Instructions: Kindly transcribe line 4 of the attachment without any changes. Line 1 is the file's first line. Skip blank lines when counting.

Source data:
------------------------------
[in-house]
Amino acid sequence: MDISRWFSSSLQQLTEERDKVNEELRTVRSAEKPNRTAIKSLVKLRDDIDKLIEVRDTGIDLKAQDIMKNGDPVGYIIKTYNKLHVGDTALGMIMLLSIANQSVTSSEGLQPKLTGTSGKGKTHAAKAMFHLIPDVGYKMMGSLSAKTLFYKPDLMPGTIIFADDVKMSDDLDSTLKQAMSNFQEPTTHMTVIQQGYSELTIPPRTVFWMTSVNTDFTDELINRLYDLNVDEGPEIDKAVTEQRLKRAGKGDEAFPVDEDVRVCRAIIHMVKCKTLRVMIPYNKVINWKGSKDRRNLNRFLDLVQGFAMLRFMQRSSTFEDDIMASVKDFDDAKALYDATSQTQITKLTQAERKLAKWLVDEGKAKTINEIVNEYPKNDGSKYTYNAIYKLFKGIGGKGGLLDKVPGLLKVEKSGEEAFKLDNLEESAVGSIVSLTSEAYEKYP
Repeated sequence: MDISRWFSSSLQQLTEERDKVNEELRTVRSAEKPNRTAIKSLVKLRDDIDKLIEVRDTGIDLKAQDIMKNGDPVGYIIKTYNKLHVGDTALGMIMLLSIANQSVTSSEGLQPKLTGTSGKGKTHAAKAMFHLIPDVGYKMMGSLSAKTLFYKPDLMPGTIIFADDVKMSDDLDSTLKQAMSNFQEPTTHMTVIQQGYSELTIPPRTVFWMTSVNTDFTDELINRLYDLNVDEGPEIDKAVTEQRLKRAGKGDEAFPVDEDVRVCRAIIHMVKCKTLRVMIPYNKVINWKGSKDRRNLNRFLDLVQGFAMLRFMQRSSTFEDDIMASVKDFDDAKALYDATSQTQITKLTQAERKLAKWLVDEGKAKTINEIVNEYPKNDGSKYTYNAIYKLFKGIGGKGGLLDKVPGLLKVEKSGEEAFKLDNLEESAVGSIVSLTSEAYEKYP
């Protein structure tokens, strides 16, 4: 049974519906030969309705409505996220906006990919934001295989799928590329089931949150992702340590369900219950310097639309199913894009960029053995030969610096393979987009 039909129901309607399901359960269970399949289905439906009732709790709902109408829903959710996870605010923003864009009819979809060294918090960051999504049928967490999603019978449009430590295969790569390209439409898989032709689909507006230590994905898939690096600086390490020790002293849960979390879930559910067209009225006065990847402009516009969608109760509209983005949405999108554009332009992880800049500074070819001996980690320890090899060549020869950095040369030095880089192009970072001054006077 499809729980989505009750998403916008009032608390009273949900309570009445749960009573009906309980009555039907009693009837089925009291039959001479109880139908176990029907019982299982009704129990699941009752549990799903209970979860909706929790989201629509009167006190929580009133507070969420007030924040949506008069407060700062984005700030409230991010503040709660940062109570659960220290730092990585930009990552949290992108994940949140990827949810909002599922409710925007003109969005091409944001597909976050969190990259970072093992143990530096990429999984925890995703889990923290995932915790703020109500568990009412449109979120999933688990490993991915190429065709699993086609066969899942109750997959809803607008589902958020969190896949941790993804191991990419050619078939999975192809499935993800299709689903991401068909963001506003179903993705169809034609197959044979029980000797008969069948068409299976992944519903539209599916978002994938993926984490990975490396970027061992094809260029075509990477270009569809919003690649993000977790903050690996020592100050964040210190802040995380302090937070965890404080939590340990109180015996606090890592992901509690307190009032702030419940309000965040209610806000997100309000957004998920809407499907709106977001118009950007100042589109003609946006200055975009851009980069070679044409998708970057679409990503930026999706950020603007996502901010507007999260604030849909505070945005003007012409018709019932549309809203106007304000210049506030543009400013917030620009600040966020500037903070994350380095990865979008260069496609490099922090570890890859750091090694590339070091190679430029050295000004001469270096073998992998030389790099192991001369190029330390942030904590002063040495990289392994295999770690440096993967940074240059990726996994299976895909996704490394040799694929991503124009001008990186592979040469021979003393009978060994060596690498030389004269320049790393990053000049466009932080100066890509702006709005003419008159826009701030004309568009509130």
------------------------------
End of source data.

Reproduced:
């Protein structure tokens, strides 16, 4: 049974519906030969309705409505996220906006990919934001295989799928590329089931949150992702340590369900219950310097639309199913894009960029053995030969610096393979987009 039909129901309607399901359960269970399949289905439906009732709790709902109408829903959710996870605010923003864009009819979809060294918090960051999504049928967490999603019978449009430590295969790569390209439409898989032709689909507006230590994905898939690096600086390490020790002293849960979390879930559910067209009225006065990847402009516009969608109760509209983005949405999108554009332009992880800049500074070819001996980690320890090899060549020869950095040369030095880089192009970072001054006077 499809729980989505009750998403916008009032608390009273949900309570009445749960009573009906309980009555039907009693009837089925009291039959001479109880139908176990029907019982299982009704129990699941009752549990799903209970979860909706929790989201629509009167006190929580009133507070969420007030924040949506008069407060700062984005700030409230991010503040709660940062109570659960220290730092990585930009990552949290992108994940949140990827949810909002599922409710925007003109969005091409944001597909976050969190990259970072093992143990530096990429999984925890995703889990923290995932915790703020109500568990009412449109979120999933688990490993991915190429065709699993086609066969899942109750997959809803607008589902958020969190896949941790993804191991990419050619078939999975192809499935993800299709689903991401068909963001506003179903993705169809034609197959044979029980000797008969069948068409299976992944519903539209599916978002994938993926984490990975490396970027061992094809260029075509990477270009569809919003690649993000977790903050690996020592100050964040210190802040995380302090937070965890404080939590340990109180015996606090890592992901509690307190009032702030419940309000965040209610806000997100309000957004998920809407499907709106977001118009950007100042589109003609946006200055975009851009980069070679044409998708970057679409990503930026999706950020603007996502901010507007999260604030849909505070945005003007012409018709019932549309809203106007304000210049506030543009400013917030620009600040966020500037903070994350380095990865979008260069496609490099922090570890890859750091090694590339070091190679430029050295000004001469270096073998992998030389790099192991001369190029330390942030904590002063040495990289392994295999770690440096993967940074240059990726996994299976895909996704490394040799694929991503124009001008990186592979040469021979003393009978060994060596690498030389004269320049790393990053000049466009932080100066890509702006709005003419008159826009701030004309568009509130």